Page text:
Since reducing recalls is a key component of mitigating mammography's "harms," the study findings are good news not only for women but also for breast imagers who are interested in providing the most efficient patient care, wrote a team led by Dr. Lisa Mullen from Johns Hopkins University in Baltimore.
"Decreasing recall rates while maintaining critical quality metrics enhances value and improves patient-centered care," the group wrote. "Simultaneously, this approach saves healthcare expenses, time, and resources while decreasing 'false alarms' and the resultant distress for women."
Screening mammography helps find cancers earlier, but it can also produce results that prompt a woman to be called back for further assessment, with more imaging and/or a biopsy. These recalls can be upsetting for patients -- and expensive, Mullen's group noted.
"False-positive screening recalls and the resulting additional evaluation may cause significant psychological distress to women," the authors wrote. "There are significant financial costs associated with false-positive recalls in the United States. One report suggests an annual cost of $1.6 billion in the United States for recall utilization resulting from mammographic screening."
Mullen and colleagues sought to evaluate how two different interventions might influence the performance metrics of 10 breast imagers, such as recall rates, cancer detection rates, and positive predictive value for recall (PPV1). The group gathered FFDM and DBT baseline data for a three-year period (January 2012 to February 2015) before the two interventions, then evaluated mammography performance metrics after each.
The two interventions were as follows:
- An "awareness" intervention: Researchers conducted an educational effort to increase awareness among breast imagers of recalls from screening mammography. This included discussion regarding screening recalls and radiologist review of their recalled cases, and it was conducted from February 2015 to September 2015
- A "consensus" intervention: This consisted of consensus double reading of all recalls and was conducted from September 2015 to April 2016.
For the awareness intervention, radiologists reviewed 4,296 FFDM and 7,287 DBT exams; for the consensus intervention, radiologists reviewed 2,900 FFDM and 9,190 DBT exams.
The awareness intervention produced a statistically significant decrease in recall rate for FFDM and DBT compared with the baseline period (p = 0.0001 and p = 0.018, respectively), and a statistically significant increase in the PPV1 rate for DBT compared with baseline (p = 0.0001). The consensus intervention produced a statistically significant decrease in recall rate for FFDM compared with baseline (p = 0.048) and also a statistically significant increase in the PPV1 rate for both FFDM and DBT compared with baseline (for both, p = 0 .0001).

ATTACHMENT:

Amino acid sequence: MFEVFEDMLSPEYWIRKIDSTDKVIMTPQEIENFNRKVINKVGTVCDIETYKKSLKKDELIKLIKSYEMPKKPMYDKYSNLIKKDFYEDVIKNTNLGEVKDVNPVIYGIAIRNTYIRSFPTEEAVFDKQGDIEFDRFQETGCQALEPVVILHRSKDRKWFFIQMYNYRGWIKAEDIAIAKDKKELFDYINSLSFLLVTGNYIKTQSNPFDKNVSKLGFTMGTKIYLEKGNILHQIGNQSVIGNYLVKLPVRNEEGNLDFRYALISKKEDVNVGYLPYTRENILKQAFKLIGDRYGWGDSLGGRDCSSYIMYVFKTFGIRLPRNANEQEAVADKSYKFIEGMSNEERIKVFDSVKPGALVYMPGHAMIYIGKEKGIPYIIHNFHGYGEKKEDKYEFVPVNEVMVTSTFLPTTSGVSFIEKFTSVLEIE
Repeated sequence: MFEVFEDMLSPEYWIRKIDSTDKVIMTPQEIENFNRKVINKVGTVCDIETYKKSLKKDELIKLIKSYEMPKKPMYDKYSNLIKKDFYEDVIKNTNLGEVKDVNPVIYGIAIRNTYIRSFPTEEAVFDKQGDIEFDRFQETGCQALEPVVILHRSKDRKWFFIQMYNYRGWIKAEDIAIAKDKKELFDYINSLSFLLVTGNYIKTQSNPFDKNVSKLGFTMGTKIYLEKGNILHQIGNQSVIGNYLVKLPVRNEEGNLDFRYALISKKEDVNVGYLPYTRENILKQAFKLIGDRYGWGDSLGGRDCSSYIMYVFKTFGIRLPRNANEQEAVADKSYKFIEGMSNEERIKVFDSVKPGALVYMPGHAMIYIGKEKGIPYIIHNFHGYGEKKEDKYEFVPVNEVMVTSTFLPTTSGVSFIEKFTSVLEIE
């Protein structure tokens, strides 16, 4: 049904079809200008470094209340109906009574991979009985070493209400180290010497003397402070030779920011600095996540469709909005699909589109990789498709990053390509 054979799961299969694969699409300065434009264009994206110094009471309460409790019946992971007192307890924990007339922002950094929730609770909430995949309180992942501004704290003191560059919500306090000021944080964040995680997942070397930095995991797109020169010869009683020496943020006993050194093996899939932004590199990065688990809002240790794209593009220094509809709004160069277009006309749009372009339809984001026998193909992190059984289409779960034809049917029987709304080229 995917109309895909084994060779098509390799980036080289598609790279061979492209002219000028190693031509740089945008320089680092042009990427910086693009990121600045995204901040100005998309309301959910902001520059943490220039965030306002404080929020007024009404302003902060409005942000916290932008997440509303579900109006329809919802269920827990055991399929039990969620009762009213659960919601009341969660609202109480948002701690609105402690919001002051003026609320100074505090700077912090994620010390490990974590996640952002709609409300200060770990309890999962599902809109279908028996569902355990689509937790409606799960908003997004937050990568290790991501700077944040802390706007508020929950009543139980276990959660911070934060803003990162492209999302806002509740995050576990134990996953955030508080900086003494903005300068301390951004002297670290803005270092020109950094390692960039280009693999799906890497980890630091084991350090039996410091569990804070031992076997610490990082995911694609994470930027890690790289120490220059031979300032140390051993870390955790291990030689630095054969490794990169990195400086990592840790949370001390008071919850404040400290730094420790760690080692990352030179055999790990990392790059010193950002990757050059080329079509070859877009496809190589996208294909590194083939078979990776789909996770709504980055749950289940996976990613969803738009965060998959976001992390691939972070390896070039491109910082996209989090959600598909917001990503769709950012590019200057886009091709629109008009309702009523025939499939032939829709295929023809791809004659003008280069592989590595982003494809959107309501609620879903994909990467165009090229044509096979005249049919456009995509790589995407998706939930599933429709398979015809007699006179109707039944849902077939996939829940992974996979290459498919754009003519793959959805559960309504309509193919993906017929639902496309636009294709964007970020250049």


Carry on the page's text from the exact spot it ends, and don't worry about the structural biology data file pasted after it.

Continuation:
|Impact of interventions on mammography screening metrics
|Cancer detection rate (per 1,000)
"The effect of outcome awareness and consensus recall appeared greater with FFDM compared to DBT, likely due to the already reduced recall rates associated with the 3D technique," Mullen and colleagues wrote. "This may also be related to less confidence about findings on FFDM, and therefore more opportunity for improvement and better outcomes with two readers."
Overall trends of decreased recall and increased PPV1 rates were generally distributed across all age groups, according to the researchers.
Finally, they found that each recall consultation for the consensus intervention took an average of 2.3 minutes.
"Our study demonstrates that double reading only potential recalls was efficient, with an average of 2.3 minutes spent on each case," they wrote. "One must also consider the breast imager's time that is recovered by avoiding diagnostic workups that result from false-positive screening recalls."
Which is better?
Which intervention is best? It depends on a practice's goals and available time to allocate measures such as these, according to the authors. The consensus intervention increased PPV1 rates for both screening modalities, demonstrating that more patients were recalled appropriately. But the awareness intervention, in which breast imagers reviewed their own recalls, resulted in a more dramatic recall rate reduction.
"Interestingly, the reduction in recall rate attributed to review of personal recalls was actually more substantial than the reduction attributed to consensus double reading, for both FFDM and DBT," the team wrote. "This unexpected result suggests that the motivated radiologist could invest a small amount of time each week reviewing his or her own recalls, and thereby improve his or her personal performance metrics."
In any case, study's findings suggest that simple interventions such as these can decrease recall rates and also lead to more efficient workflow, reduced healthcare costs, and less patient stress, the authors concluded.
"Using review of one's own screening recalls as well as requiring consensus of two readers for potential recalls can safely decrease recall rates," the team wrote. "We ... propose that these interventions can be implemented and scaled to both community and academic settings to improve performance."
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